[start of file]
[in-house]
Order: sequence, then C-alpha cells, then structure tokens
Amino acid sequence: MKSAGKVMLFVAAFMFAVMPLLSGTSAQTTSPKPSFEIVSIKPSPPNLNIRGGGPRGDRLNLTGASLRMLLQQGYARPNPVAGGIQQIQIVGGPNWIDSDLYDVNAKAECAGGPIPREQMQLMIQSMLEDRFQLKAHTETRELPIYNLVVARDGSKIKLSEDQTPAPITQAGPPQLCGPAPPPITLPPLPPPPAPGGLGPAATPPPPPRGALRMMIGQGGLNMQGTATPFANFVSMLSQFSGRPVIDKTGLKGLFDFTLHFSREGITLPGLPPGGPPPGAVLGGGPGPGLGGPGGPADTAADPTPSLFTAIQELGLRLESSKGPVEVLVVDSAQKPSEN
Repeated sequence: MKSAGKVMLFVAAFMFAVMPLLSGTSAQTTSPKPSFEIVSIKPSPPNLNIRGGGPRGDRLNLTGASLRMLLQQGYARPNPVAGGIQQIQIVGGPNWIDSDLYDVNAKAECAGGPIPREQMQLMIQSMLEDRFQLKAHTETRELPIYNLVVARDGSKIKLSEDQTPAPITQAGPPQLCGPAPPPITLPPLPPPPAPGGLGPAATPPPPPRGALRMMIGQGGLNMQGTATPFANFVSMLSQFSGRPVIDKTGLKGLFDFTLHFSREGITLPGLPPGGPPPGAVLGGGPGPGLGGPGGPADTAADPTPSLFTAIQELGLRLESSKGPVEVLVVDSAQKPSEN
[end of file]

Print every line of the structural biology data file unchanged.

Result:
[in-house]
Order: sequence, then C-alpha cells, then structure tokens
Amino acid sequence: MKSAGKVMLFVAAFMFAVMPLLSGTSAQTTSPKPSFEIVSIKPSPPNLNIRGGGPRGDRLNLTGASLRMLLQQGYARPNPVAGGIQQIQIVGGPNWIDSDLYDVNAKAECAGGPIPREQMQLMIQSMLEDRFQLKAHTETRELPIYNLVVARDGSKIKLSEDQTPAPITQAGPPQLCGPAPPPITLPPLPPPPAPGGLGPAATPPPPPRGALRMMIGQGGLNMQGTATPFANFVSMLSQFSGRPVIDKTGLKGLFDFTLHFSREGITLPGLPPGGPPPGAVLGGGPGPGLGGPGGPADTAADPTPSLFTAIQELGLRLESSKGPVEVLVVDSAQKPSEN
Repeated sequence: MKSAGKVMLFVAAFMFAVMPLLSGTSAQTTSPKPSFEIVSIKPSPPNLNIRGGGPRGDRLNLTGASLRMLLQQGYARPNPVAGGIQQIQIVGGPNWIDSDLYDVNAKAECAGGPIPREQMQLMIQSMLEDRFQLKAHTETRELPIYNLVVARDGSKIKLSEDQTPAPITQAGPPQLCGPAPPPITLPPLPPPPAPGGLGPAATPPPPPRGALRMMIGQGGLNMQGTATPFANFVSMLSQFSGRPVIDKTGLKGLFDFTLHFSREGITLPGLPPGGPPPGAVLGGGPGPGLGGPGGPADTAADPTPSLFTAIQELGLRLESSKGPVEVLVVDSAQKPSEN